Screening for Reye’s syndrome begins with blood and urine tests, as well as testing for fatty acid oxidation disorders, and other metabolic disorders. Sometimes more invasive diagnostic tests are needed to evaluate other possible causes or liver problems and investigate any neurological abnormalities.
Reye’s syndrome is usually treated in hospital. Severe cases may be treated in the intensive care unit. The hospital staff will closely monitor your child’s blood pressure and other vital signs. Specific treatment may include:
Treatment of Reye’s syndrome includes:
1. Receiving intravenous fluids. Glucose and an electrolyte solution may be given through an intravenous (IV) line.
2. Diuretics. They’re used to decrease intracranial pressure and increase fluid loss through urination.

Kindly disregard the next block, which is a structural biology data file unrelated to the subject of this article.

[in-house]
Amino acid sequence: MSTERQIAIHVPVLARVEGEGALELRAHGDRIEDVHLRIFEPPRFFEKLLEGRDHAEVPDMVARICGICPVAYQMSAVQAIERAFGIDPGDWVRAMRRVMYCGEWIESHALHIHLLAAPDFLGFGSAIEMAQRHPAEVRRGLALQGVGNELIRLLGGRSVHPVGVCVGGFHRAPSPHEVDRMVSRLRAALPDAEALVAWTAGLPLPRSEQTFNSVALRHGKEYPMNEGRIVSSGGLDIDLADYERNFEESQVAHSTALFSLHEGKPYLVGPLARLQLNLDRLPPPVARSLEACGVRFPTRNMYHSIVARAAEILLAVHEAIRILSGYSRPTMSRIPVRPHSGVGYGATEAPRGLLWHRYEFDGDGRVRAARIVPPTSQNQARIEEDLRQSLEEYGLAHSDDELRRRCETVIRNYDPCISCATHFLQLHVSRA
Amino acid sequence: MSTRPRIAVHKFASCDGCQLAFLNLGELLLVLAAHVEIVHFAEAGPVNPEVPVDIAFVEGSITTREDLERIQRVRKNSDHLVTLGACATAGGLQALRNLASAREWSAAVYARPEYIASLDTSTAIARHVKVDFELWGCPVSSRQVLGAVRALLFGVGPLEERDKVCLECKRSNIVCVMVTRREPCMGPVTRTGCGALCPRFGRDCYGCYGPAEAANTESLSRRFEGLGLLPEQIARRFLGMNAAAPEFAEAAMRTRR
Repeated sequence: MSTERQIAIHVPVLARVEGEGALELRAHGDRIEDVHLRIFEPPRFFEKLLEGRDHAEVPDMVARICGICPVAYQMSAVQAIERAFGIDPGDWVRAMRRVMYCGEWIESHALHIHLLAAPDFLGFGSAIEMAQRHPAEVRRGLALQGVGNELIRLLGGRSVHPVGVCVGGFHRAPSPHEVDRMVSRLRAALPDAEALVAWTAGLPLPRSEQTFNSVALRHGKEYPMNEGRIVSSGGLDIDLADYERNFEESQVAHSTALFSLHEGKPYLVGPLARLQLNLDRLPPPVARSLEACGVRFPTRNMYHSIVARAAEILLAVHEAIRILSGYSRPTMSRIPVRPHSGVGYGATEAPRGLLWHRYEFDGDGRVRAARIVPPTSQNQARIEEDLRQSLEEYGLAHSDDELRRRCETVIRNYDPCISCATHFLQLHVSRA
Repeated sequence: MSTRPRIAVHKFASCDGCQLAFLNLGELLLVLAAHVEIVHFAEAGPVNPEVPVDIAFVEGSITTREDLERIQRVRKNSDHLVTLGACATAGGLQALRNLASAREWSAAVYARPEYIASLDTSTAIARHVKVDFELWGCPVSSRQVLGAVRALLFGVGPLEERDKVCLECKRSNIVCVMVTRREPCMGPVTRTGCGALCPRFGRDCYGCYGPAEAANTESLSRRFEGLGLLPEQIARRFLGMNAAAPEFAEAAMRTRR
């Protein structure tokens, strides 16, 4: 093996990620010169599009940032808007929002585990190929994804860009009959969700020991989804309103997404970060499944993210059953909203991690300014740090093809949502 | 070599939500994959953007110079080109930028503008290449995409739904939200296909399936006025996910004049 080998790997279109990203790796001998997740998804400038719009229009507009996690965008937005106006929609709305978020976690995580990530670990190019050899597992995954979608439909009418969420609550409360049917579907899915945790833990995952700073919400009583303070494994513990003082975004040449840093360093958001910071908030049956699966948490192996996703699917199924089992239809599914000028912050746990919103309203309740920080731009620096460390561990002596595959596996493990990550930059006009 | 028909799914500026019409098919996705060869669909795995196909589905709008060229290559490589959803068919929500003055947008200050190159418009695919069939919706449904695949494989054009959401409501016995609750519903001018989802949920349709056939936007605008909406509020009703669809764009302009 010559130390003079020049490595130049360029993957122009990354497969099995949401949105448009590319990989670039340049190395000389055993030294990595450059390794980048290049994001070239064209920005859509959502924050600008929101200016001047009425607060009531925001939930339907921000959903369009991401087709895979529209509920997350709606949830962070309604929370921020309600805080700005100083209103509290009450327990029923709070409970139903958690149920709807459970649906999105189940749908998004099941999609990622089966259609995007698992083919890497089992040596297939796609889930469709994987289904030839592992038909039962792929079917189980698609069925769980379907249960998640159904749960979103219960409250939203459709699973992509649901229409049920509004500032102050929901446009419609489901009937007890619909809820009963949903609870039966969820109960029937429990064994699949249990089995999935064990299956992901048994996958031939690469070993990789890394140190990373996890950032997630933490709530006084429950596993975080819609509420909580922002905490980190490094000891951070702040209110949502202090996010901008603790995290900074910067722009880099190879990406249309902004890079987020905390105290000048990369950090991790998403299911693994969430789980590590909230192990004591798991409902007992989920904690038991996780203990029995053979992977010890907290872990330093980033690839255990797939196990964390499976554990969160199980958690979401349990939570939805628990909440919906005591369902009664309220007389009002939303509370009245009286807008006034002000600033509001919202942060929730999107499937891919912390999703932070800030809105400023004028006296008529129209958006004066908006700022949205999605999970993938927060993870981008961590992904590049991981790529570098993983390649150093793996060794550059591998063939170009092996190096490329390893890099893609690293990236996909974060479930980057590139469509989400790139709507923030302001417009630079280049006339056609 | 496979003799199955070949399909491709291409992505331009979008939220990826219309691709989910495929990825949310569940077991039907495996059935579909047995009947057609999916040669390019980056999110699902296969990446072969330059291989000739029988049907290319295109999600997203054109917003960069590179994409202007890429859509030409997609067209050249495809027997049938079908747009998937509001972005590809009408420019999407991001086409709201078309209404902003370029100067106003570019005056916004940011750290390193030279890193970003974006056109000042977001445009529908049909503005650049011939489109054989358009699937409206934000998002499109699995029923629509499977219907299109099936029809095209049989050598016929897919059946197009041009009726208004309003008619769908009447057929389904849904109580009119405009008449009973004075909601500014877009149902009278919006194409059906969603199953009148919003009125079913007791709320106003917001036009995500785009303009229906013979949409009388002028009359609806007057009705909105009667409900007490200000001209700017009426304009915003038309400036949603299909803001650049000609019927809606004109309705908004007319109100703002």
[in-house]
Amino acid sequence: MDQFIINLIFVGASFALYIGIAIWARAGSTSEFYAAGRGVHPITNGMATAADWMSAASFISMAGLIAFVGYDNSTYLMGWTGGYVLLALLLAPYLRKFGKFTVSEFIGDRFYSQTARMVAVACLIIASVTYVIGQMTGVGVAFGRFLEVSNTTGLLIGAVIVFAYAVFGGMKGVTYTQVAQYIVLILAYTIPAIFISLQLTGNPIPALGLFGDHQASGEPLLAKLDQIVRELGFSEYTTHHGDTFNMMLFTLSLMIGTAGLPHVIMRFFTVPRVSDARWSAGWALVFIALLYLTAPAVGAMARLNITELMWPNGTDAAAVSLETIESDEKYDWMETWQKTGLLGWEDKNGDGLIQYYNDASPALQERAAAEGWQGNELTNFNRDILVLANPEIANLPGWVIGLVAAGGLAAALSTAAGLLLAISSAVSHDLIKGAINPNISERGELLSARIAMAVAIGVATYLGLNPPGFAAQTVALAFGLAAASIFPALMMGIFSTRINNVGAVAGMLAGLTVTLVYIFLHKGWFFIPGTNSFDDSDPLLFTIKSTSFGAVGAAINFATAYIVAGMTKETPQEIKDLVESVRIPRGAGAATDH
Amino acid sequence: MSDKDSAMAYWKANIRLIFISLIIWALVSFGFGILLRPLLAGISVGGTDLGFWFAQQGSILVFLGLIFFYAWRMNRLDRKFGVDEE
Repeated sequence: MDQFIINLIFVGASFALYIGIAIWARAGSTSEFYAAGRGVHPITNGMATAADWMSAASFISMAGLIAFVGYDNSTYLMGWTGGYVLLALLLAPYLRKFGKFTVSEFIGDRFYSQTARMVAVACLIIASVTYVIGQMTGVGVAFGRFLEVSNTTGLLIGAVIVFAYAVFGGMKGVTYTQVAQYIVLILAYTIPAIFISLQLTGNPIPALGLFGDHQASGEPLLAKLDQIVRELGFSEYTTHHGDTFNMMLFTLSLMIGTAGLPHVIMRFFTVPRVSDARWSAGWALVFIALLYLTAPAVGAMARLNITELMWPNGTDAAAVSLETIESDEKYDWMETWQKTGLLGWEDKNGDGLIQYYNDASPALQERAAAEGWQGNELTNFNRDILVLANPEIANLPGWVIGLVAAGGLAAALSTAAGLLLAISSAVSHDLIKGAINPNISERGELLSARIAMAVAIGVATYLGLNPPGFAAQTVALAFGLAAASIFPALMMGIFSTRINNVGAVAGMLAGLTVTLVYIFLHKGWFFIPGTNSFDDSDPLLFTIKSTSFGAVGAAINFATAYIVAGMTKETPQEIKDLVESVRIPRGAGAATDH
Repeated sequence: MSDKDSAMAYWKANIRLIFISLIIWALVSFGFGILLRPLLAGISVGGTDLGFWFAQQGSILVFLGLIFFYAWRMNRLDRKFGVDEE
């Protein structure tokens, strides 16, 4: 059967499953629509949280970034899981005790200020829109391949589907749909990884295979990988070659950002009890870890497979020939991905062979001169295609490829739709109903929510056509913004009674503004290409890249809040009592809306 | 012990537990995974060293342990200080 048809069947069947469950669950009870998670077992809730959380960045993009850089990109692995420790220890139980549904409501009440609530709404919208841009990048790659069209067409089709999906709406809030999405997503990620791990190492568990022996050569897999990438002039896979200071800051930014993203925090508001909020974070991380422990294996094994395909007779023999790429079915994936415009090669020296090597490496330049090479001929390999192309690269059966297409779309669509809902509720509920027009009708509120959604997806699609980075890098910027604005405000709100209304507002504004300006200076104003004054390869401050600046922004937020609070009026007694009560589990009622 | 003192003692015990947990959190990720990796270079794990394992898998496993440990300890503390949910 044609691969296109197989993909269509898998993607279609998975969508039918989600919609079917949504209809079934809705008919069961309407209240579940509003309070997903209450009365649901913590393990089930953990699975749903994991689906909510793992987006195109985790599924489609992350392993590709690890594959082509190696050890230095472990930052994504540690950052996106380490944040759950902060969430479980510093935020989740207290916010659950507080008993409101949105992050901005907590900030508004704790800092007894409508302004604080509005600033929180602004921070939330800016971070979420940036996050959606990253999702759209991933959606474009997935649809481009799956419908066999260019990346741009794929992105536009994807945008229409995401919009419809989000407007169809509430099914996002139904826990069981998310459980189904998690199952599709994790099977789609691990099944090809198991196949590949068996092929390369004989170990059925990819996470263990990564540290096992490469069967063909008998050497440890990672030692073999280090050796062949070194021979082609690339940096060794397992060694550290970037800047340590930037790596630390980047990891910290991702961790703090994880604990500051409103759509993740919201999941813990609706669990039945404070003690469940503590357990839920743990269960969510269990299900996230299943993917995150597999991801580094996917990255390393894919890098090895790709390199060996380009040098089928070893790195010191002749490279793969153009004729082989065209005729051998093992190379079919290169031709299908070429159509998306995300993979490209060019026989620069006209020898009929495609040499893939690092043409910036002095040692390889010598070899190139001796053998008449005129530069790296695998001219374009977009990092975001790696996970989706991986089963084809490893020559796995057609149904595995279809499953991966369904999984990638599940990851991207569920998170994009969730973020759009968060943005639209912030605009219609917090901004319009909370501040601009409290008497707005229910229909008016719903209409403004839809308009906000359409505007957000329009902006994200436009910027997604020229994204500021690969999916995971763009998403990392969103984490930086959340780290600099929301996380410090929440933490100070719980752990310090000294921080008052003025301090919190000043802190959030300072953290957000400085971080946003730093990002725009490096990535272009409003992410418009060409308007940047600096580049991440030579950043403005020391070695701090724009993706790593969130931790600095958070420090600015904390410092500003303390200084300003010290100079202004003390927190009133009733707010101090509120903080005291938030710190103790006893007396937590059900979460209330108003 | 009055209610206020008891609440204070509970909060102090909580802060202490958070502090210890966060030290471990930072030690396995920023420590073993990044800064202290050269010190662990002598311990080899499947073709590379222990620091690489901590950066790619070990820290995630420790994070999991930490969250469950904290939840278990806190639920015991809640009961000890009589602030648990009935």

3. Medications to prevent bleeding. Bleeding because of the liver abnormalities may require treatment with vitamin K, plasma, and platelets. If your child has difficulties breathing, they may need assistance from a breathing machine (ventilator).
The exact cause of Reye’s syndrome is still not known, but the condition most commonly affects children and young adults recovering from a viral infection – typically the flu, cold, or chickenpox. In most cases, aspirin has been used to treat their symptoms, so aspirin may trigger Reye’s syndrome.